The Board also found that Mark's decision not to reappoint grievant was not based on Mulligan's recommendation, but it did order the Mulligan letter stricken from grievant's employment file.   It also granted the Federation's grievance with respect to creation of the administrative position, ordering that the VSC provide the faculty assembly at the College with the opportunity to consider the proposed removal from the bargaining unit of duties that were previously performed by a faculty member.   The appeals of grievant, the Federation, and VSC followed.


 In reviewing the Board's conclusion, this Court may “ ‘only ask whether the findings of fact taken as a whole justify the Board's ultimate conclusion.’ ”  Vermont State Colleges Faculty Fed'n v. Vermont State Colleges, 152 Vt. 343, 348, 566 A.2d 955, 958 (1989) (quoting In re Liquor Control Dep't Non-supervisory Employees, 135 Vt. 623, 625, 383 A.2d 612, 613 (1978)).   If there is factual support for the Board's conclusion, we will leave it undisturbed.

 Grievant argues first that the Board erred in ruling that interim College President Mark did not violate the Agreement in denying his reappointment, specifically that the Board erred in failing to allow a limited substantive review of grievant's performance as well as the faculty staffing needs at the college.   Grievant argues that in precluding substantive review of the process under Article 21(J)(2), the Board effectively rendered that provision meaningless.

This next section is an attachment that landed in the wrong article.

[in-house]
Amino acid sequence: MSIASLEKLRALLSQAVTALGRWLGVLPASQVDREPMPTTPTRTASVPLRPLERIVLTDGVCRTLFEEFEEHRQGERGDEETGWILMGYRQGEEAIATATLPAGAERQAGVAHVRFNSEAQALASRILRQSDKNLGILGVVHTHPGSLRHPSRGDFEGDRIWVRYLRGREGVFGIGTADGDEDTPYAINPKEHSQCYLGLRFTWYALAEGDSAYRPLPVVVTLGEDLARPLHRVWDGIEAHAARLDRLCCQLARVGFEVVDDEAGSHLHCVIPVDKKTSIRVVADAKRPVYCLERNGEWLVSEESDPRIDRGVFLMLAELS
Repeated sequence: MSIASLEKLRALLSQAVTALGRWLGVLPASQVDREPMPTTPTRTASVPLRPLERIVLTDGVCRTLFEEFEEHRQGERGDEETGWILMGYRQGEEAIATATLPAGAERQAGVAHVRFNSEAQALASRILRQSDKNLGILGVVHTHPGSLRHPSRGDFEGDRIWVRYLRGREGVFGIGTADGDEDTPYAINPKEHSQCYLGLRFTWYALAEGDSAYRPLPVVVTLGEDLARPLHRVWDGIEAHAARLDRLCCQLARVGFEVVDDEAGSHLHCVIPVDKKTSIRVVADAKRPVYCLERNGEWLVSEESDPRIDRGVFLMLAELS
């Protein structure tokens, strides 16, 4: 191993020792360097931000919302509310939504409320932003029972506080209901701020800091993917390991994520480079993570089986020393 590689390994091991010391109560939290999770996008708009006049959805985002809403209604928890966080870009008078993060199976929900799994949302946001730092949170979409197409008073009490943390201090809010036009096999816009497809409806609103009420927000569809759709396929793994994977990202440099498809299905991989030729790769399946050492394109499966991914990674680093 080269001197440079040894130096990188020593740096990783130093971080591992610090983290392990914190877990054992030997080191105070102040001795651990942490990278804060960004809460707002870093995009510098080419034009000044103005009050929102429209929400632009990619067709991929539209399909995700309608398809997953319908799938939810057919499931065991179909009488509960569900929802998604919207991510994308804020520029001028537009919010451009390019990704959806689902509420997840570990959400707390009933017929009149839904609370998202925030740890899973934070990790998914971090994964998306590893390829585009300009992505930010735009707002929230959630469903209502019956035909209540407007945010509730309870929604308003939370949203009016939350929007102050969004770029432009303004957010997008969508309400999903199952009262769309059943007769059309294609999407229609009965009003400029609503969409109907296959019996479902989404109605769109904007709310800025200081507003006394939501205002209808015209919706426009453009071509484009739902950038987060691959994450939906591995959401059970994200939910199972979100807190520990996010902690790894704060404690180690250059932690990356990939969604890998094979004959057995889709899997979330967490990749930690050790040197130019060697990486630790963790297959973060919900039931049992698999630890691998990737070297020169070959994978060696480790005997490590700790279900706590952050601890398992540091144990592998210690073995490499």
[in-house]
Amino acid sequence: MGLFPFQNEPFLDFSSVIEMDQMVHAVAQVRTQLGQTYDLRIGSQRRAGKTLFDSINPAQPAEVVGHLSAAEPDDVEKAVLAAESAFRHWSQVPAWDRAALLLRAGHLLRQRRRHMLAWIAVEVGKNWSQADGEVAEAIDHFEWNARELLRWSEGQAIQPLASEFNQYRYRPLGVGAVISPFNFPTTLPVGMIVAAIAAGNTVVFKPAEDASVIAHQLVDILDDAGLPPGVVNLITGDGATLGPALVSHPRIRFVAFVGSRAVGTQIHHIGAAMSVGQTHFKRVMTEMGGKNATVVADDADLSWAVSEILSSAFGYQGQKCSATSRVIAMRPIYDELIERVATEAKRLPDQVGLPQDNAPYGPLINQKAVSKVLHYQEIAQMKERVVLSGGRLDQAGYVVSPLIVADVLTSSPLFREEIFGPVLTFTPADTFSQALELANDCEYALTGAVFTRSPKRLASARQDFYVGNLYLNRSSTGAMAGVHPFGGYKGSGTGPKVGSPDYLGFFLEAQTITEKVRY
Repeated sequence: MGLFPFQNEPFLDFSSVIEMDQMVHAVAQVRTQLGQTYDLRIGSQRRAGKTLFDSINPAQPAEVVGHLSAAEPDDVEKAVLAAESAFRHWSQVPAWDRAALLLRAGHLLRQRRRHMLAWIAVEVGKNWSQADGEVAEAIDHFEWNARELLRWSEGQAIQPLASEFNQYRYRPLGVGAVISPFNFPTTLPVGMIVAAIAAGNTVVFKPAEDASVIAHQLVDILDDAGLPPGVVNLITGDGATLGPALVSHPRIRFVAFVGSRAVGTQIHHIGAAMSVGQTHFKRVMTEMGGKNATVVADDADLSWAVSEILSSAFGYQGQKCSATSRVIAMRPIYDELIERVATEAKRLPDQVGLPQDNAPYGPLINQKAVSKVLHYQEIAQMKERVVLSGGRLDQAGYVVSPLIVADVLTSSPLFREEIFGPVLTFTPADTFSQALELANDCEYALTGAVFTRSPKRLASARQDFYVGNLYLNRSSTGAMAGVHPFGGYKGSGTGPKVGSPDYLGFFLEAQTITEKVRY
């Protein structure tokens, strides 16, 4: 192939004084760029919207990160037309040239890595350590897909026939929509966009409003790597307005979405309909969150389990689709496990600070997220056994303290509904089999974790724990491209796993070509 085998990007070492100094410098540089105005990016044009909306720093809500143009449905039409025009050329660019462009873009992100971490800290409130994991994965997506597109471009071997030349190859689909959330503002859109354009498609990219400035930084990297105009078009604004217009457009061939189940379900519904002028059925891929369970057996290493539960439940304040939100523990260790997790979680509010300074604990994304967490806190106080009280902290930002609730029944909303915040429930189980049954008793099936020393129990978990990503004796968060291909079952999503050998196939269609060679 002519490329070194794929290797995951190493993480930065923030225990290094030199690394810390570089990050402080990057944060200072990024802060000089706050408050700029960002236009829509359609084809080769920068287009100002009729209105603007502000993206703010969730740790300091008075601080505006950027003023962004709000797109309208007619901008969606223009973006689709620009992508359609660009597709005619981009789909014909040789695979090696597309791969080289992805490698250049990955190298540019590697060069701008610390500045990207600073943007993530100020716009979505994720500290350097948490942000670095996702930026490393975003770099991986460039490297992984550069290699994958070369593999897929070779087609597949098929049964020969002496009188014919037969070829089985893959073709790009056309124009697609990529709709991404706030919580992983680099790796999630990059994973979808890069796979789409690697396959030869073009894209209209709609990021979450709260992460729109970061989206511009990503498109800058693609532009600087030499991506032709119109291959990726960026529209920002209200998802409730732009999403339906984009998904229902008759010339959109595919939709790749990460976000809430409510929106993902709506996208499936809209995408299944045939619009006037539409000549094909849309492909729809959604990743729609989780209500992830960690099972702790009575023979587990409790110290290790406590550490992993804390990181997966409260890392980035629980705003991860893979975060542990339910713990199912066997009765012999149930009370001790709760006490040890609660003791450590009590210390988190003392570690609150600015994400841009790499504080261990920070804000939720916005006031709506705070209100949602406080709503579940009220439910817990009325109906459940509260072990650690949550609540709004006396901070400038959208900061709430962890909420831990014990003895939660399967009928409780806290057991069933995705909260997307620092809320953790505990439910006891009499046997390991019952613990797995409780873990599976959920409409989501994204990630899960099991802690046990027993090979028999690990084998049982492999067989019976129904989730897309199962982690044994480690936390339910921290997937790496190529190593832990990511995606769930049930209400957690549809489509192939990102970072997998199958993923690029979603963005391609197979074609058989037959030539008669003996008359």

Traditional principles of contract law govern the construction of collective bargaining agreements.   See, e.g., In re Muzzy, 141 Vt. 463, 474-76, 449 A.2d 970, 975-76 (1982);  Hackel v. Vermont State Colleges, 140 Vt. 446, 452, 438 A.2d 1119, 1122 (1981).   In this matter, grievant fails to read subsections (2) and (4) of Article 21(J) as consistent and harmonious parts of the same whole.   See In re VSEA, 139 Vt. 63, 65, 421 A.2d 1311, 1312 (1980).   Agreements, like statutes, can benefit from provisions that are directory, not mandatory.   See In re Mullestein, 148 Vt. 170, 174, 531 A.2d 890, 892 (1987) (sixty-day statutory time period construed as directory, not mandatory).   The Agreement is rendered neither ambiguous nor inconsistent by setting forth guidelines for reappointment of faculty members in general, while prescribing that the grievance and arbitration procedures with respect to the guidelines should apply only to faculty members serving more than four years.